Arizona Supreme Court denies state Senate's appeal to avoid releasing election audit records

The Arizona Supreme Court on Tuesday rejected an attempt by the state's Republican-led Senate to circumvent compliance with public filing requests for documents related to its review of the 2020 Maricopa County election.
The court declined to overturn lower court rulings confirming the Senate's responsibility under state law to provide requested records and order the handover of the documents to the left-wing surveillance group American Oversight. Tuesday's ruling also overturned an August 24 Supreme Court suspension suspending enforcement of the order that required the records to be released.
American Oversight sued the state Senate and Republican Senate President Karen Fann in May for access to communications and other records between the Senate and Cyber ​​Ninjas, the prime contractor overseeing the controversial investigation.
ARIZONA ELECTIONS AUDIT TEAM PRESENTS DRAFT REPORT TO THE SENATE NEXT WEEK
Senate attorneys argued that such documents containing information about donors who funded the trial are not subject to disclosure requirements because Cyber ​​Ninjas, a private company, has them, as well as other subcontractors.
Maricopa County Superior Court Judge Michael Kemp dismissed the Senate's arguments and ordered him on Aug. 3 to produce a record of his trial.
Fann said at the time that the Senate “has already met the legal requirements for [records] between the government and the companies we do business with,” adding, “We cannot produce documents that we cannot have ever owned. "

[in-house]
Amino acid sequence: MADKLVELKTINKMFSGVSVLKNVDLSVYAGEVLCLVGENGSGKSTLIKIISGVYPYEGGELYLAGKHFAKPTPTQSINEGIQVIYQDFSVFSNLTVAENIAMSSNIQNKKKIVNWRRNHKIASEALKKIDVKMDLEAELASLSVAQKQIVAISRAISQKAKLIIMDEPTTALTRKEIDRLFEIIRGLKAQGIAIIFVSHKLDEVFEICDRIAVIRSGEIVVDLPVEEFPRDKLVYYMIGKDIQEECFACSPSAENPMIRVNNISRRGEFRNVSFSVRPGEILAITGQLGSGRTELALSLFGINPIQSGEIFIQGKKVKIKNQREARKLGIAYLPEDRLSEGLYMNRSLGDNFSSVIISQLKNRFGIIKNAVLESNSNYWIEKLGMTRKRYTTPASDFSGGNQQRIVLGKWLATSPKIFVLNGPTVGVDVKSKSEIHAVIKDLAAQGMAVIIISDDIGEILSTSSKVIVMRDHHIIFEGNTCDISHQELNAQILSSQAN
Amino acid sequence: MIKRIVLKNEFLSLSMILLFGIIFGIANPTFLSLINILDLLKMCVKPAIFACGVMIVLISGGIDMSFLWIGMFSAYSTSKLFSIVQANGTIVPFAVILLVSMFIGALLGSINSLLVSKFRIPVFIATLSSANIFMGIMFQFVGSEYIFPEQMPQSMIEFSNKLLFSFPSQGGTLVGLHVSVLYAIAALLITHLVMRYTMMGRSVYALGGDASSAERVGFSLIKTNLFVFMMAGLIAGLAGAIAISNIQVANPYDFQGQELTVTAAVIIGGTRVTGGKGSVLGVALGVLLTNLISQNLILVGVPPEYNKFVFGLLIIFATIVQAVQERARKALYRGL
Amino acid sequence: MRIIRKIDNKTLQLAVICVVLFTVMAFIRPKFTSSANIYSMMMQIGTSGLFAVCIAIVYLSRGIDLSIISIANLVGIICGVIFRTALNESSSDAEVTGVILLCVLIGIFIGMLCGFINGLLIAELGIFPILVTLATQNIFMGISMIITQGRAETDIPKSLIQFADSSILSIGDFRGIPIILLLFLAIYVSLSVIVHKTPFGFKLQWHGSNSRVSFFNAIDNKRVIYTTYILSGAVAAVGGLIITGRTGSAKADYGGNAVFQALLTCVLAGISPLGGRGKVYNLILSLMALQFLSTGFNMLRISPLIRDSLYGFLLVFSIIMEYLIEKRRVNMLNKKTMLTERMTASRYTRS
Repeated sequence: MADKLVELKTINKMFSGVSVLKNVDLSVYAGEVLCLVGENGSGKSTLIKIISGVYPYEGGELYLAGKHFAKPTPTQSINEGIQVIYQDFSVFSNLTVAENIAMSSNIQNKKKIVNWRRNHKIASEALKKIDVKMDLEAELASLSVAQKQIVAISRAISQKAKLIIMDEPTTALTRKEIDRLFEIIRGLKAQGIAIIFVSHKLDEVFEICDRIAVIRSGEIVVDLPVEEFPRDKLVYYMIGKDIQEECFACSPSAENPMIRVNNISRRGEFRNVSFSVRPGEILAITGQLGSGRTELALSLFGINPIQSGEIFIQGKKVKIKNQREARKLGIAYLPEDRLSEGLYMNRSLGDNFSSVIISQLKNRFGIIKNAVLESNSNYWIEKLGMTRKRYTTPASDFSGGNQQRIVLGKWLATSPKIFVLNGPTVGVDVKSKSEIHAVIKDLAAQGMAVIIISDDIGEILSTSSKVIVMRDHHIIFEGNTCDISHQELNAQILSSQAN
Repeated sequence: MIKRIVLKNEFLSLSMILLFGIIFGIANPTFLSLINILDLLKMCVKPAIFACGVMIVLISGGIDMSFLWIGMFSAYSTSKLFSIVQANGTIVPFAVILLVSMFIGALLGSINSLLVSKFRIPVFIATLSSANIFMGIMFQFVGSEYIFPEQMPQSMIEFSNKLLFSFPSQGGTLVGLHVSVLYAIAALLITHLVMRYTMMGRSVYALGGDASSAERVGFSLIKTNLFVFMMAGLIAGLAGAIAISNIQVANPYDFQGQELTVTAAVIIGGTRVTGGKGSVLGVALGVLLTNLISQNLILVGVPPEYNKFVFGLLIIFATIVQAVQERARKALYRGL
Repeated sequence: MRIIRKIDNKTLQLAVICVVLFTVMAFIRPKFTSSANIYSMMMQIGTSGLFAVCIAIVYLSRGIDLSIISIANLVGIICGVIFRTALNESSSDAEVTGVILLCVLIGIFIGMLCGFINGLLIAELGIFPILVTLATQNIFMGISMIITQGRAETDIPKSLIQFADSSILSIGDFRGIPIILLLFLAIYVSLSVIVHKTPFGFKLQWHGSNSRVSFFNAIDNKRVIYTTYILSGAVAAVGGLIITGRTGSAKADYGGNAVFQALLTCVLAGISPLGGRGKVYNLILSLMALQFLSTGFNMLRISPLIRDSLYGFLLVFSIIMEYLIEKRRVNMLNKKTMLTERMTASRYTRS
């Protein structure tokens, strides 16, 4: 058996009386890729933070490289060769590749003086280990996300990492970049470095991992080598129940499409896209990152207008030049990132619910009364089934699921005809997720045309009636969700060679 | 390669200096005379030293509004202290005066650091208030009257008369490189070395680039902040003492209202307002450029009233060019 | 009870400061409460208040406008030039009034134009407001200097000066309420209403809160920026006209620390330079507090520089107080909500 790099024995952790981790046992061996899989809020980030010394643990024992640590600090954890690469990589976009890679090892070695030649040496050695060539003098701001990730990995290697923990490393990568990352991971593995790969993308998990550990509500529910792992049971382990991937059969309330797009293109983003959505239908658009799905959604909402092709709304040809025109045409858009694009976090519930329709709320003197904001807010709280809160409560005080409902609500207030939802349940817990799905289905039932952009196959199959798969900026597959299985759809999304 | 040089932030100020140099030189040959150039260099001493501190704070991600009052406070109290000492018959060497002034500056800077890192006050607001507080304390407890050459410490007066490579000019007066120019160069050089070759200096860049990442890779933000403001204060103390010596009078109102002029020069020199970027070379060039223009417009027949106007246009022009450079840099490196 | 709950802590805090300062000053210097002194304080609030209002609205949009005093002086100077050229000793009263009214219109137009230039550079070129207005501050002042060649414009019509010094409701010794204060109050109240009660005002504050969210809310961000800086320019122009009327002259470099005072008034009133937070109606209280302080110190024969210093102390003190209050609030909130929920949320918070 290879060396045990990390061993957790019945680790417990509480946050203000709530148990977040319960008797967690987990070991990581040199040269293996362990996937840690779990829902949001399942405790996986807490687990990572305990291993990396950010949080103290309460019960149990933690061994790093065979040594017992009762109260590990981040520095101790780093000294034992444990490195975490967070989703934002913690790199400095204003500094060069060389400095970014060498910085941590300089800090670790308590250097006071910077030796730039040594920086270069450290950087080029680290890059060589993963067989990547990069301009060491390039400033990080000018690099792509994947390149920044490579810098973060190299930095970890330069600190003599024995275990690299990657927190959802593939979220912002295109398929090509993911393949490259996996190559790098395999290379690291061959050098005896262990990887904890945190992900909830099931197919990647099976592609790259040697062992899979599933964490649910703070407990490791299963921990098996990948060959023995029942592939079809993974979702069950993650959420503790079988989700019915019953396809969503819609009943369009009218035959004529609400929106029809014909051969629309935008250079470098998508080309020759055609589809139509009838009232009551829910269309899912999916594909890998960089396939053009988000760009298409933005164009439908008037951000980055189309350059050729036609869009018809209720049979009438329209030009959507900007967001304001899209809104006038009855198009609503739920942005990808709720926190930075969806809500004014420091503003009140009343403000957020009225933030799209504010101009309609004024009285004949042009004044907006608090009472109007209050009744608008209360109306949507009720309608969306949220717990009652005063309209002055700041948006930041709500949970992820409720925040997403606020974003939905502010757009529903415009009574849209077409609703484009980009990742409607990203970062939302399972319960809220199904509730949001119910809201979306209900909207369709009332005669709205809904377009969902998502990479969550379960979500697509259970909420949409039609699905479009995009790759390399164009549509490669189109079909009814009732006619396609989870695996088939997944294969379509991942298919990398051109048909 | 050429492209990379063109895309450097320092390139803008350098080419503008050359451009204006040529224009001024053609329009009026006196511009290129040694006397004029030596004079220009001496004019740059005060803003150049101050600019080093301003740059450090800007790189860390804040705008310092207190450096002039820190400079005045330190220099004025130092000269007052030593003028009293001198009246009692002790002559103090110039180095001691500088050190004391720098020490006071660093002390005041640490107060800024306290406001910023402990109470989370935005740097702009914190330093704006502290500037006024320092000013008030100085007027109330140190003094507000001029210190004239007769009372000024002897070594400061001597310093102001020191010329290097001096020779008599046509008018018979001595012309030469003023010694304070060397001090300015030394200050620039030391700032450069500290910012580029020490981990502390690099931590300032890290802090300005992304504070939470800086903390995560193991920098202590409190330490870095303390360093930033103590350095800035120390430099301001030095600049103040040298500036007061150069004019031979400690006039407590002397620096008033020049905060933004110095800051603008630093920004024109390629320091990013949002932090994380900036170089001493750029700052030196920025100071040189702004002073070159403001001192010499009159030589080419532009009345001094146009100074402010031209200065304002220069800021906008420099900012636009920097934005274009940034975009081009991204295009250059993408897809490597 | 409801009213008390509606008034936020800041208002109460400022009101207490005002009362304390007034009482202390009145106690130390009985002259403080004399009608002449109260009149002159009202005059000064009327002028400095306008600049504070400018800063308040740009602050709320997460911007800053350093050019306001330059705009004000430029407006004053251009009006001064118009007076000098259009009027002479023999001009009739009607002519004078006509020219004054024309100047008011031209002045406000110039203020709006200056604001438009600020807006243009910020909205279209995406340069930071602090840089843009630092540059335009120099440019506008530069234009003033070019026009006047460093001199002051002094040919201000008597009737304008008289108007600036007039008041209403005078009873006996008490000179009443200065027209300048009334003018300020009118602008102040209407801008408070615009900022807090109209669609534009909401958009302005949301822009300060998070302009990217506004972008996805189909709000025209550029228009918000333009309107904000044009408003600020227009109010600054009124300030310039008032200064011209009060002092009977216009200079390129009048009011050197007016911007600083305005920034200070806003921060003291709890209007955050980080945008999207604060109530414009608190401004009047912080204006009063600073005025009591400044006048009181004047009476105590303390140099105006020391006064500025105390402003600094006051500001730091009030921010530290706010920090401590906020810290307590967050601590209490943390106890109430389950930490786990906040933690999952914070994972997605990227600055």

The Senate appealed against Kemp's decision.

A three-judge panel of the Arizona Court of Appeals later unanimously dismissed the Senate appeal and ordered the files to be released.
"It is undisputed that the audit is being conducted with public funds and that cyber ninjas and their negotiators are agents of the Senate," the court wrote. "In this case, the Senate has not enforced any exception that, if properly recognized, would shield itself from the obligation to inform the public about activities in connection with the examination."
Austin Evers, executive director of American Oversight, praised Tuesday's ruling and said Arizonans could look forward to much-needed transparency.
“The Arizona Senate's legal maneuvers to hide these records from the public match the enormity of their so-called scrutiny. That ends today, "Evers said in a statement.
The Washington Examiner asked Fann for comment.
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The court's order comes days after news that, after weeks of delays, the review team expects to submit a full draft report on its findings to the Senate this week.
State and local officials from both parties have been defending Maricopa County for months against allegations by former President Donald Trump and sympathetic Republicans that the election results were fraudulent. In August, Republican Maricopa overseer Jack Sellers called the review an "adventure in never-never-the-country," while Democratic Secretary of State Katie Hobbs insisted it was a "political stunt."
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Tags: news, arizona, state legislatures, 2020 elections, state courts
Original Author: Jeremy Beaman
Original Location: The Arizona Supreme Court dismissed the state Senate appeal to avoid releasing election scrutiny papers

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